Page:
This blog was written by Chanelle N. Carver, social entrepreneur, management consultant, and founder of The Literacy ‘n’ Poverty Project™, a community-driven initiative that seeks to educate and build communities of empowered citizens that will strive to advance adult literacy and economic equality worldwide. Please leave your comments and email questions to info@makesocialchangeareality.com.

October 8, 2007

Rape in Congo...Learn and Take Action!

Each day I receive my usual subscription email from NYTimes Online. But on Sunday, October 7, 2007, there was an article I read which made me think “what can I do, with the help of other concerned citizens, to solve this problem.” The article is titled “Rape Epidemic Raises Trauma in Congo”, http://www.nytimes.com/2007/10/07/world/africa/07congo.html?th&emc=th.

While this rise in sexual violence against women is unknown, we cannot ignore the effects it has on people not only in Congo but around the world. Dr. Mukwege who works in South Kivu Province states “we don’t know why these rapes are happening, but one thing is clear. They are done to destroy women.” Whether you do or do not believe these rapes are being used as a tool to destroy Congolese women, I think we can all agree with the latter. Rape does destroy women, often times mentally, physically, and emotionally. It destroys all women, victims and spectators. In no way shape or form is it done to uplift or advance women. At first glance, rape doesn’t seem to have a direct relationship with illiteracy or poverty; however, take a closer look and you may discover that all of these issues are in fact connected.

Wilhelmine Ntakebuka, coordinator of a sexual violence program in Bukavu says the beginning of this epidemic started back in the 1990’s during the wave of Hutu militia that fled Rwanda into Congo following the 1994 genocide. The article states that in almost all reported cases “the culprits are described as young men with guns…poorly paid and often mutinous government soldiers; homegrown militias called the Mai-Mai…members of paramilitary groups originally from Uganda and Rwanda who have destabilized this area over the past 10 years in a quest for gold and all the other riches...” Could these acts be a direct result of Congolese men low economic status or lack of education? Could their desire for better living situations be causing this inhumane behavior? Given economic situations in most African countries, these men probably need to search for gold and “all the other riches”. Their greed no longer is a desire but an issue of survival.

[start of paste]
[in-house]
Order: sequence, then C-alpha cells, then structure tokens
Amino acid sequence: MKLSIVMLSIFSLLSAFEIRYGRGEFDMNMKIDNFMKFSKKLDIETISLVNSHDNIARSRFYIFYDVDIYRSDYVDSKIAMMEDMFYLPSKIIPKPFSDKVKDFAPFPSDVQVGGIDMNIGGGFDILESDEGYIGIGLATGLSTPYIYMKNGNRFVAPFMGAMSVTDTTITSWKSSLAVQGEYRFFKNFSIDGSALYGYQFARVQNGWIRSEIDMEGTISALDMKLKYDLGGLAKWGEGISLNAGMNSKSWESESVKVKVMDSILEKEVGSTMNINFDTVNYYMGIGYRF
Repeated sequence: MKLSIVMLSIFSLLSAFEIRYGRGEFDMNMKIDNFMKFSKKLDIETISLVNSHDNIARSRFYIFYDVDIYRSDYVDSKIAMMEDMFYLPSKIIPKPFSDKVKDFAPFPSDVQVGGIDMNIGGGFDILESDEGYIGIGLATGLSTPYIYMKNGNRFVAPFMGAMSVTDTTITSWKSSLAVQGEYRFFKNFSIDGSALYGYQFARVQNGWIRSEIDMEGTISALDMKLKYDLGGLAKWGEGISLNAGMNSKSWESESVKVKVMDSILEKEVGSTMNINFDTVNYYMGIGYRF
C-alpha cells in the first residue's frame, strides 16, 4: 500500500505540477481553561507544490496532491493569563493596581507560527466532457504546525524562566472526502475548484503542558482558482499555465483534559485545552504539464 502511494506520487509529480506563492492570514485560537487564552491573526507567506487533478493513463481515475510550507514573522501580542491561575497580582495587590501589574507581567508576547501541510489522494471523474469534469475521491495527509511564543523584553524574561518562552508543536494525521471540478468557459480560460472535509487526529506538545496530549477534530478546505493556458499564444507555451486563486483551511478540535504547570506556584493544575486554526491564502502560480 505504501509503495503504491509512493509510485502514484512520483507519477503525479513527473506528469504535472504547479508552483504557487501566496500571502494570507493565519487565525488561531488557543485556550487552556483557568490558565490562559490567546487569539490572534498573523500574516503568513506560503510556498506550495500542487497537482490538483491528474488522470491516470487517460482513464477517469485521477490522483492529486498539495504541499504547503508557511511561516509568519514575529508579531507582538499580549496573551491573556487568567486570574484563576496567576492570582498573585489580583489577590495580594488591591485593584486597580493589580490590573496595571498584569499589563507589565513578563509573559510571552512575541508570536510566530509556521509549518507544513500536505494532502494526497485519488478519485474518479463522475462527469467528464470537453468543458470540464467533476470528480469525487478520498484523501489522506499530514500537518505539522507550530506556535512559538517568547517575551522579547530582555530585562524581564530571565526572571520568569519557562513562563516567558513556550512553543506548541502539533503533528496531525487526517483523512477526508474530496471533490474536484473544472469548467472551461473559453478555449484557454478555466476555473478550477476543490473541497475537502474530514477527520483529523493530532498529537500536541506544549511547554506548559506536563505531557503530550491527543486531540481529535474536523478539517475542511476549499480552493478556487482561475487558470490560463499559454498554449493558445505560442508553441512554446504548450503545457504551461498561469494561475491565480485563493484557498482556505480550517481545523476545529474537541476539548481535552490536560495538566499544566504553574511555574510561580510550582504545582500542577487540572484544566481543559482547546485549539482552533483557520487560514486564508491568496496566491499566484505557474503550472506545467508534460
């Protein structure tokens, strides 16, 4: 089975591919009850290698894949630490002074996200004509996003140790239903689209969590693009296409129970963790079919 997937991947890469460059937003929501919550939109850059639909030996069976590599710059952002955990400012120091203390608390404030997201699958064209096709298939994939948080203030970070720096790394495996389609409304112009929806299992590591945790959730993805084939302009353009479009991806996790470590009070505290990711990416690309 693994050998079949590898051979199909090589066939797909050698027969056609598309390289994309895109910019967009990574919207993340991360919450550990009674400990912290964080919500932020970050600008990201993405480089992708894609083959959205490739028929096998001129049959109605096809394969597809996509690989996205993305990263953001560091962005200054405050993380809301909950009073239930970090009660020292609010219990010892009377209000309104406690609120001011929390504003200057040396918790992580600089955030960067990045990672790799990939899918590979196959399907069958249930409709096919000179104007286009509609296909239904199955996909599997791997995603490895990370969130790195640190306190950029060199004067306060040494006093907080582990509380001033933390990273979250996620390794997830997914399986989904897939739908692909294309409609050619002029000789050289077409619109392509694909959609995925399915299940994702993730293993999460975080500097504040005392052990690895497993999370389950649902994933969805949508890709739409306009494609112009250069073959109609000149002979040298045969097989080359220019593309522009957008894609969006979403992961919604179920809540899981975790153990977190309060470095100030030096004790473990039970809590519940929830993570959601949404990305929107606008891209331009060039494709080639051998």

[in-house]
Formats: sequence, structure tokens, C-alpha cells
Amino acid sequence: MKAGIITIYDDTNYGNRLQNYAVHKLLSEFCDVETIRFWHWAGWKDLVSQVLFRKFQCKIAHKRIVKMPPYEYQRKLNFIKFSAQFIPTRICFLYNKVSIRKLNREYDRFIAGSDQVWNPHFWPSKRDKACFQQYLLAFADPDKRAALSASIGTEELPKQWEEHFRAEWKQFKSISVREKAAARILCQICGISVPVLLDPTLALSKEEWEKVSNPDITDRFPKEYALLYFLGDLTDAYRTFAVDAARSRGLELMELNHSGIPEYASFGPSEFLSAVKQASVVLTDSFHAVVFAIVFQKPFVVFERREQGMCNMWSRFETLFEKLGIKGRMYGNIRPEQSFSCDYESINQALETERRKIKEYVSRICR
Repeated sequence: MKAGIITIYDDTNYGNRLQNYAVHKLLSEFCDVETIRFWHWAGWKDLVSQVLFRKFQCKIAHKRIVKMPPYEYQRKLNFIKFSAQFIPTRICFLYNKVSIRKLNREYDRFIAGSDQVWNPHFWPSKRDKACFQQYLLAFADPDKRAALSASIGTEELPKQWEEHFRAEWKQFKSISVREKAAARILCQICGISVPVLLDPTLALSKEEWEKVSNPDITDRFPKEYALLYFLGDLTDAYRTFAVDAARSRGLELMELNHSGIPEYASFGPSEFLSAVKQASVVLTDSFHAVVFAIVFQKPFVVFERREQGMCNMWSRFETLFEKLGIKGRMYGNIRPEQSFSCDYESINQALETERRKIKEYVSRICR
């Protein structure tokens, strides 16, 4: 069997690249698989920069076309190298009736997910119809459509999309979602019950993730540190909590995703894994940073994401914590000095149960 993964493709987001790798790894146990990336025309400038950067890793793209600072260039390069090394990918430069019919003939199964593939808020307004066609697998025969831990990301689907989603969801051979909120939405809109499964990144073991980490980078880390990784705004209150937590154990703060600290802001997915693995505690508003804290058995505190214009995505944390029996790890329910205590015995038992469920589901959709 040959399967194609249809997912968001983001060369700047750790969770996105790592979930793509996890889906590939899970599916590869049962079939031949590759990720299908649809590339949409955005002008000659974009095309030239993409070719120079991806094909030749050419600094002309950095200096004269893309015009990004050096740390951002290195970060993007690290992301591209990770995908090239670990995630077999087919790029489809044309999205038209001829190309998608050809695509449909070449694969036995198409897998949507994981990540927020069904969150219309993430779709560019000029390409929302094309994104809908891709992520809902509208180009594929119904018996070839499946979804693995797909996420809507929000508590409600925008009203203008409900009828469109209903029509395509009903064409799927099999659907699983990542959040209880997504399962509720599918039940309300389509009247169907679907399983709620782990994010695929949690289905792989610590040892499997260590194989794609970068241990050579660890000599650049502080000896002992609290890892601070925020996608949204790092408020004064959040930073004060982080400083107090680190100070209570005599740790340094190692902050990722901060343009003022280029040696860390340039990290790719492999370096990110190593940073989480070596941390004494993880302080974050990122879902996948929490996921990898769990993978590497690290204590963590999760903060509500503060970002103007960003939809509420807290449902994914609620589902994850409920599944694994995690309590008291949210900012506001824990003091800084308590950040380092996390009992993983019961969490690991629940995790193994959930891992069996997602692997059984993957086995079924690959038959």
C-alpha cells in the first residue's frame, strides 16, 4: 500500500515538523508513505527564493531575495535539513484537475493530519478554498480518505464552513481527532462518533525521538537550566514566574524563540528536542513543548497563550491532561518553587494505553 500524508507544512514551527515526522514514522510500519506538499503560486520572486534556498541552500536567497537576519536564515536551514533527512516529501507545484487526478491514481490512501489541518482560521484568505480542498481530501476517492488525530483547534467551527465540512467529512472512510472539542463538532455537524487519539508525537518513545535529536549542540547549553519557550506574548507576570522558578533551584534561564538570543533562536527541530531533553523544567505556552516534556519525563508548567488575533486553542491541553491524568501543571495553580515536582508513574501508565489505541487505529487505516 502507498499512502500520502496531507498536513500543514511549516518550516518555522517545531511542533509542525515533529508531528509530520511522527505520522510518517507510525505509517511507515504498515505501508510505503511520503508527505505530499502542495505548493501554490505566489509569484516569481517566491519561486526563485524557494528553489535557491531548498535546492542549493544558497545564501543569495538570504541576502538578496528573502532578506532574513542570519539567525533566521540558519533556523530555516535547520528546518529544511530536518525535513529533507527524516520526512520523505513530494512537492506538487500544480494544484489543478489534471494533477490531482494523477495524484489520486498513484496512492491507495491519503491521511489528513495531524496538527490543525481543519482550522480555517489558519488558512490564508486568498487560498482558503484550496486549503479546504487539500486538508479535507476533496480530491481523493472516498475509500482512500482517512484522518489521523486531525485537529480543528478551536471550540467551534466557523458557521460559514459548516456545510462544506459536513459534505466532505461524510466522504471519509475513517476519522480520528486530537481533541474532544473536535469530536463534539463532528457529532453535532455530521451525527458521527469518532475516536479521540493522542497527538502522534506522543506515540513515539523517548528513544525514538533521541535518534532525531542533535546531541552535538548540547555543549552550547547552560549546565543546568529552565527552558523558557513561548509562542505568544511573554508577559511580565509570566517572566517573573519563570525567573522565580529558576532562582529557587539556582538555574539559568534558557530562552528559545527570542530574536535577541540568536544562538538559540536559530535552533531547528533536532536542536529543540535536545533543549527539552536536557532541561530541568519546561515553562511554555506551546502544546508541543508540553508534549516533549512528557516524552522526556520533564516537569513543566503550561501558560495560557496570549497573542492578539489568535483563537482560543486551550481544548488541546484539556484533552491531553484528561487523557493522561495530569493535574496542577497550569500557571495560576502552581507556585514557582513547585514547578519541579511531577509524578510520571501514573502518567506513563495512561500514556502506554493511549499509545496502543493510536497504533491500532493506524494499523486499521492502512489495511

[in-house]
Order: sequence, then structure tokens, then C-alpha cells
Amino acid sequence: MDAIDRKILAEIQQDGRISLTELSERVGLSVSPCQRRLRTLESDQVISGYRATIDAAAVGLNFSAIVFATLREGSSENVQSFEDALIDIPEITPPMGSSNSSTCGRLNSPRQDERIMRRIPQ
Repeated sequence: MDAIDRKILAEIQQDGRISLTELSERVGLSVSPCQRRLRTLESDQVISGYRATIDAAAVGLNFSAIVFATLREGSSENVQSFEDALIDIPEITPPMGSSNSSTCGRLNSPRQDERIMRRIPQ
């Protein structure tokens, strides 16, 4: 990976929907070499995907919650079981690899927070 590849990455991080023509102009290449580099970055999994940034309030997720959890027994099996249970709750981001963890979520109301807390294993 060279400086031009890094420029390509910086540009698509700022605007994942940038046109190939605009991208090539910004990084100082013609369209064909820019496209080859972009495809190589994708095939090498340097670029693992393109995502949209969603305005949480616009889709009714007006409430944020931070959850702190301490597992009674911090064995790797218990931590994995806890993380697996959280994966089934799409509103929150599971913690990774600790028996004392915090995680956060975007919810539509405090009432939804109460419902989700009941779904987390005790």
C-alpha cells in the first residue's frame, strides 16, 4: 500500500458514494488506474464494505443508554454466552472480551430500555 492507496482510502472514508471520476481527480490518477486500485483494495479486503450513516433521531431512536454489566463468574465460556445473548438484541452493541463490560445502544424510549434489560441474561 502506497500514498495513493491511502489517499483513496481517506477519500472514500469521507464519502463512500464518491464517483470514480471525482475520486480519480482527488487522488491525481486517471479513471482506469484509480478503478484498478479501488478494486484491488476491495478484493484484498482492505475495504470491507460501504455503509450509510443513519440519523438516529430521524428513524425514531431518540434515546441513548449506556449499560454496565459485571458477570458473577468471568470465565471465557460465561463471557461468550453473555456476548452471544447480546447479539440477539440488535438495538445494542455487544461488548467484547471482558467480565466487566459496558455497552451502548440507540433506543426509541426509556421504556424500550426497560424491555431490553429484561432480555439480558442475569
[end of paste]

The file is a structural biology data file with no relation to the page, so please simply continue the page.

I’m not writing today to offer any reasons as to why this is happening to Congolese women. My reasoning behind this post is to open your eyes to the very injustices and violations of human rights occurring around the globe. They are not problems for the local government but to our global community. I think by starting the dialogue we –the global community, are headed in right direction to creating social change. Is talking enough? No, but it’s a fabulous start!

What do you think?



This post was written by Chanelle Carver, social entrepreneur, nonprofit consultant, and founder of The Literacy ‘n’ Poverty Project. Please leave your comments or email questions to info@makesocialchangeareality.com.